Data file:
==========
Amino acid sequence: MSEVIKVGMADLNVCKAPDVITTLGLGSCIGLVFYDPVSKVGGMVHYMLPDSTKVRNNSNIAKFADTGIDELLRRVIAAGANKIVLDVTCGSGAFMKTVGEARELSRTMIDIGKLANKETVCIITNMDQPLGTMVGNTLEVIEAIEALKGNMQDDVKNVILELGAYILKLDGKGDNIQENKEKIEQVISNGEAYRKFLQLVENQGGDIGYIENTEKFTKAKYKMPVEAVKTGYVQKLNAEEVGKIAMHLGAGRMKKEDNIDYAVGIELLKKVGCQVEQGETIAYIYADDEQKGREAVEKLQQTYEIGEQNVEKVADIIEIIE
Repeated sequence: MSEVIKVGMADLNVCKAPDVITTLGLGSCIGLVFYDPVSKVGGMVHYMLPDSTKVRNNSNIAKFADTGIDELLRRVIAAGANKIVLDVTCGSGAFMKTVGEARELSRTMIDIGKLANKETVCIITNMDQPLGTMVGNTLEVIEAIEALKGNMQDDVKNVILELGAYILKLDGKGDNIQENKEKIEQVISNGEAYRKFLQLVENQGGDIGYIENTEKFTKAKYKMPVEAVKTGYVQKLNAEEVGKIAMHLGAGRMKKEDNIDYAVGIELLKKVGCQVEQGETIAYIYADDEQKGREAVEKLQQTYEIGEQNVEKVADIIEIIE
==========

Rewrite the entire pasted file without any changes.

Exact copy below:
Amino acid sequence: MSEVIKVGMADLNVCKAPDVITTLGLGSCIGLVFYDPVSKVGGMVHYMLPDSTKVRNNSNIAKFADTGIDELLRRVIAAGANKIVLDVTCGSGAFMKTVGEARELSRTMIDIGKLANKETVCIITNMDQPLGTMVGNTLEVIEAIEALKGNMQDDVKNVILELGAYILKLDGKGDNIQENKEKIEQVISNGEAYRKFLQLVENQGGDIGYIENTEKFTKAKYKMPVEAVKTGYVQKLNAEEVGKIAMHLGAGRMKKEDNIDYAVGIELLKKVGCQVEQGETIAYIYADDEQKGREAVEKLQQTYEIGEQNVEKVADIIEIIE
Repeated sequence: MSEVIKVGMADLNVCKAPDVITTLGLGSCIGLVFYDPVSKVGGMVHYMLPDSTKVRNNSNIAKFADTGIDELLRRVIAAGANKIVLDVTCGSGAFMKTVGEARELSRTMIDIGKLANKETVCIITNMDQPLGTMVGNTLEVIEAIEALKGNMQDDVKNVILELGAYILKLDGKGDNIQENKEKIEQVISNGEAYRKFLQLVENQGGDIGYIENTEKFTKAKYKMPVEAVKTGYVQKLNAEEVGKIAMHLGAGRMKKEDNIDYAVGIELLKKVGCQVEQGETIAYIYADDEQKGREAVEKLQQTYEIGEQNVEKVADIIEIIE